Cell Phones, Radio Waves, and our Children’s Brains

Kids today seem to be born with an innate sense of how to use a smart phone and text. You have seen a very small child holding their moms cell phone and playing some game while Mom sits there and has coffee with a friend. Lately, there have been more discussions about whether or not cell phones are safe for our children to use primarily because we don’t know what the waves that connect our cell phones to each other are doing to our children’s developing brains.

My four children all have cell phones. But as I was telling another mom who was concerned about her teenager using a cell phone, I’m not entirely convinced my kids know there is a phone on their cell phone. They use these devices to text, play video games, record video and upload it to the internet, take still pictures and tune their guitar (yes there’s an app for that).

Kids don’t spend as much time with their cell phones held up to their ear. Even still there are things we can do to ensure their cell phone use is as safe as possible.

Recommendations

1)Do not give them a smart phone under the age of 13.

Know your own kid – some kids are ready for the responsibility of a phone earlier than other kids. One gauge our family used was the way they were able to take care of their own bedroom. When they could keep their own room clean then we knew they were ready to take on more responsibility.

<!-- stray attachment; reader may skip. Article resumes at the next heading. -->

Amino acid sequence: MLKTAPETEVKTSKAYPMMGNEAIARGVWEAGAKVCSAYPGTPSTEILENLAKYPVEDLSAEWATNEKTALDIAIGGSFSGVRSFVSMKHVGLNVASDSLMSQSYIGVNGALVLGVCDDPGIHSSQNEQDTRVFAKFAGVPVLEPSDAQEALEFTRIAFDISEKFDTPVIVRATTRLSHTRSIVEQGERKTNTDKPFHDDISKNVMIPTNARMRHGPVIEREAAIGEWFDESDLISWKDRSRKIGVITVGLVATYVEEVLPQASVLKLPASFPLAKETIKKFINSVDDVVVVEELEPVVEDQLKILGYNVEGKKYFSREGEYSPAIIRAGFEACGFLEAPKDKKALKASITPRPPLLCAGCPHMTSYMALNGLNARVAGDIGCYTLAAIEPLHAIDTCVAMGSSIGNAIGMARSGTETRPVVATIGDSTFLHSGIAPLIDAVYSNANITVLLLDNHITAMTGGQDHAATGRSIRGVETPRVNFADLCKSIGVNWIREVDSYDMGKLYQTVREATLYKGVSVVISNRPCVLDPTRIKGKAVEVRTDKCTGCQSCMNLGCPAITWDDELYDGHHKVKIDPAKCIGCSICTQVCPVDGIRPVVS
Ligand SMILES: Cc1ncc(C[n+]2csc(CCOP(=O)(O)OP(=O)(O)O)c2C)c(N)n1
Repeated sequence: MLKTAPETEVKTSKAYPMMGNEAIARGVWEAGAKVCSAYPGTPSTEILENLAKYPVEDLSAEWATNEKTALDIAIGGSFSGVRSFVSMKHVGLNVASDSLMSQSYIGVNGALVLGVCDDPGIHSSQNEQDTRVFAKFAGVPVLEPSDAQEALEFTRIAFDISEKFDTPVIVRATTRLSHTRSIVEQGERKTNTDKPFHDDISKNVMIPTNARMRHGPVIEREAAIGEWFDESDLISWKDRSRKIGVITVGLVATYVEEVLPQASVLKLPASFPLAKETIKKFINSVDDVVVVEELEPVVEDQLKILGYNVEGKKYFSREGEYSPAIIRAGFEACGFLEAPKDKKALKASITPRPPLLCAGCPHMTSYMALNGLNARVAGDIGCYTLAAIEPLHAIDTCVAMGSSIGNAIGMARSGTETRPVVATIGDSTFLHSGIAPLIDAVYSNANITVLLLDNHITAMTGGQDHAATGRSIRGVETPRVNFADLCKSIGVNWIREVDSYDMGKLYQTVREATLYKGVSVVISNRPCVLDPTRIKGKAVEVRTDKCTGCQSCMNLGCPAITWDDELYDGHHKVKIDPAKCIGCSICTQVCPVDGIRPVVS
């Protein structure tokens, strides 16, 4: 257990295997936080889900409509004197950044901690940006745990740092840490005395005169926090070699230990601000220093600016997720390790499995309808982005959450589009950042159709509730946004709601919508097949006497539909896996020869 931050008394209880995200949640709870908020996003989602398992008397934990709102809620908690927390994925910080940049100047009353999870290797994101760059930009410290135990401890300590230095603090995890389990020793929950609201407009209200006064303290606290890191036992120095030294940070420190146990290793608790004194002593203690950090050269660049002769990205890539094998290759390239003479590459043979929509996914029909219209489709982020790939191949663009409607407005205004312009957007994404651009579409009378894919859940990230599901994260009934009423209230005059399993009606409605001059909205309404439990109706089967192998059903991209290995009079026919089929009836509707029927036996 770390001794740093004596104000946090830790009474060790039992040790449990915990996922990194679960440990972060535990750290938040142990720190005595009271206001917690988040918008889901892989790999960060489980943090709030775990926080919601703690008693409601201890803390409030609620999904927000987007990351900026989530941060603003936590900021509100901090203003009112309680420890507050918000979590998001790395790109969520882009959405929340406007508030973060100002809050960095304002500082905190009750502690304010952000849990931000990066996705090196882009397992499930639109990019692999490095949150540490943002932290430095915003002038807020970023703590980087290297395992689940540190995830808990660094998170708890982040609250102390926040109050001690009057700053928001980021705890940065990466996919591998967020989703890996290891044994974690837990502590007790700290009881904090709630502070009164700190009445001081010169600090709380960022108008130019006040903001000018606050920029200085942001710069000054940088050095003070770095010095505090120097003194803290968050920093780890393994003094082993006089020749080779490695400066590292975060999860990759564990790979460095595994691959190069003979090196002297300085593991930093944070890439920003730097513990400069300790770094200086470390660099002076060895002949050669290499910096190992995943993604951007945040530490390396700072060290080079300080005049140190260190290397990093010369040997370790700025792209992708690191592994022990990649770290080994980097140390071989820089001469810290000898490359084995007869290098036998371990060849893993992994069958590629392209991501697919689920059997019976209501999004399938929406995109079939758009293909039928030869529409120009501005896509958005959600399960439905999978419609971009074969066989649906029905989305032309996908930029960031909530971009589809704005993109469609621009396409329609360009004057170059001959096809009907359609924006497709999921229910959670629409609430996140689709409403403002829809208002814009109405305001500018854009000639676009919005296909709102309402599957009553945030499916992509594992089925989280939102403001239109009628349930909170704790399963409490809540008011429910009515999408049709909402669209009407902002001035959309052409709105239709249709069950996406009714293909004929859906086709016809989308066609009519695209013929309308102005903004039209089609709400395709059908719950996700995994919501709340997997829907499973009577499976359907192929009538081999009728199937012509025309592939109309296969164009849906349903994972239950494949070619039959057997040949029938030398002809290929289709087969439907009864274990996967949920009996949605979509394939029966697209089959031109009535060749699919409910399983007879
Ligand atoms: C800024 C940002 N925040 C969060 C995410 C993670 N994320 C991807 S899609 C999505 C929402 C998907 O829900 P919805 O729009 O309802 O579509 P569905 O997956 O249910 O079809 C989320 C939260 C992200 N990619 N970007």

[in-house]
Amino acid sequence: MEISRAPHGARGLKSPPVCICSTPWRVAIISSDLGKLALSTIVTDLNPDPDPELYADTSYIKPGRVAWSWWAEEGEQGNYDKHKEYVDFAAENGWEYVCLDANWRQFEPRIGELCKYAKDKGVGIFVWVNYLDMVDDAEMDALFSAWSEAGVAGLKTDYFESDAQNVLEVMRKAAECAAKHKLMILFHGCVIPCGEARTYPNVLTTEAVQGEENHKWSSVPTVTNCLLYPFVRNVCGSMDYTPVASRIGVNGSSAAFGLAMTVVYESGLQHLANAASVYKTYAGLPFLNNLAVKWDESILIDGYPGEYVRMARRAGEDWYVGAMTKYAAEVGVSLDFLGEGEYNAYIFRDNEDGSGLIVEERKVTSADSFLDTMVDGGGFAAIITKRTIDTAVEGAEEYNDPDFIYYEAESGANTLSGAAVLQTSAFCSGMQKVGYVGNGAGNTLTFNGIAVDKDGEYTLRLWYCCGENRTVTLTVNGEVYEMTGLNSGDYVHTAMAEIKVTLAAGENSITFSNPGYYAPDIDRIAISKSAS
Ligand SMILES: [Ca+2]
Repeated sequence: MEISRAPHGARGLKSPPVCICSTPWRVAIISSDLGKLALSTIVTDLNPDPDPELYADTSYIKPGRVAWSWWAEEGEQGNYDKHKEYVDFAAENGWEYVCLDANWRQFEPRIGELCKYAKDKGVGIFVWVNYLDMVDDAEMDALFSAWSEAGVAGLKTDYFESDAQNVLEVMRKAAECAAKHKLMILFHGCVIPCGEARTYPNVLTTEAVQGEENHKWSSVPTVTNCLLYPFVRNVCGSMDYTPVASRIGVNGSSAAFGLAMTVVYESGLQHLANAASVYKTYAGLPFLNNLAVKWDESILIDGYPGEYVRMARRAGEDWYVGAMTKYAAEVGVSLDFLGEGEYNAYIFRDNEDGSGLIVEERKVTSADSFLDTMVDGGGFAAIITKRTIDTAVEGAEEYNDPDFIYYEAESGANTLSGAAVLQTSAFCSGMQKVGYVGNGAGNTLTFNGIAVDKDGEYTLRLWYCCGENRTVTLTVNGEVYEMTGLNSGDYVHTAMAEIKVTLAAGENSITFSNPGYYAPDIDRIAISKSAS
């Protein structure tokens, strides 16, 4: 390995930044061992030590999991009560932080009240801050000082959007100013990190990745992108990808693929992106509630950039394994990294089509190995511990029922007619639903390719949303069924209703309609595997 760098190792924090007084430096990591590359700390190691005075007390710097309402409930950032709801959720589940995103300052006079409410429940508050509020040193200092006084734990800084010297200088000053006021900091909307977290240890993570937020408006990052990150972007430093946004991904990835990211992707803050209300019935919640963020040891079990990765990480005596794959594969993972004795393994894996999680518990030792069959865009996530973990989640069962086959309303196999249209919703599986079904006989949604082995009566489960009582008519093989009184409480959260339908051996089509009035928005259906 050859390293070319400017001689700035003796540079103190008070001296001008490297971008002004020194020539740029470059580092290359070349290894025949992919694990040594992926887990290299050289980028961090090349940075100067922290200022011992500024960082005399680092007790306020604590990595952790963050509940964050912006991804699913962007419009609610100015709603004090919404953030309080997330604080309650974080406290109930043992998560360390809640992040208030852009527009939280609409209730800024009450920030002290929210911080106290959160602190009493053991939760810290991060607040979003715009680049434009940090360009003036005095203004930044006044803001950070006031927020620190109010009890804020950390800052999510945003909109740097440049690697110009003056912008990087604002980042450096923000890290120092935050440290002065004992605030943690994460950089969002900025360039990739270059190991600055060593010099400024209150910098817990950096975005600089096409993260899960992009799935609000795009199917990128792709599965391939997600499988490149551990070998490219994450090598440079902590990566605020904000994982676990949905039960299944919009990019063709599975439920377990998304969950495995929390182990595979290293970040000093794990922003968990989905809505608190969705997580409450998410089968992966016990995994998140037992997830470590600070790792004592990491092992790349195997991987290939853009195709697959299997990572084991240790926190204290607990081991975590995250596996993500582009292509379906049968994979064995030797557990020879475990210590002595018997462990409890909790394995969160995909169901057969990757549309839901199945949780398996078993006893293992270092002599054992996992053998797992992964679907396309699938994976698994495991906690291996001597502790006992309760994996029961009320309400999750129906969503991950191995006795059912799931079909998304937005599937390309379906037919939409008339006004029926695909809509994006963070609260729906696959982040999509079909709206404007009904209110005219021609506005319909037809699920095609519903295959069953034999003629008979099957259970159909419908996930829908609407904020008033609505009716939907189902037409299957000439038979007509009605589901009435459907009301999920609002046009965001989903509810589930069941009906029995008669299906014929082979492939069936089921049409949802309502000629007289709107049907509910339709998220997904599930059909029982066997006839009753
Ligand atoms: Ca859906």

If you really want to give your younger kid a phone consider one with limited functions. Look for a phone that only calls Mom, Dad, and an emergency number. The point is that you want to be able to get ahold of them and you want them to be able to call you. That is all that is needed.

2)Encourage Texting

3)Use a headset

4)Set up a docking station in a central room of your house where everyone always charges their cell phones and have your child / teen plug their phone in at night.

Do not let them sleep with their phone.

Do not let them use the “my battery died” excuse for not calling home when they are going to be late.

5)Set limits. Have your kids involved in this conversation and let them know what your concerns might be. Revisit these limits yearly – as your children grow and mature their phone privileges should too.

6)Be a good role model for your kids.

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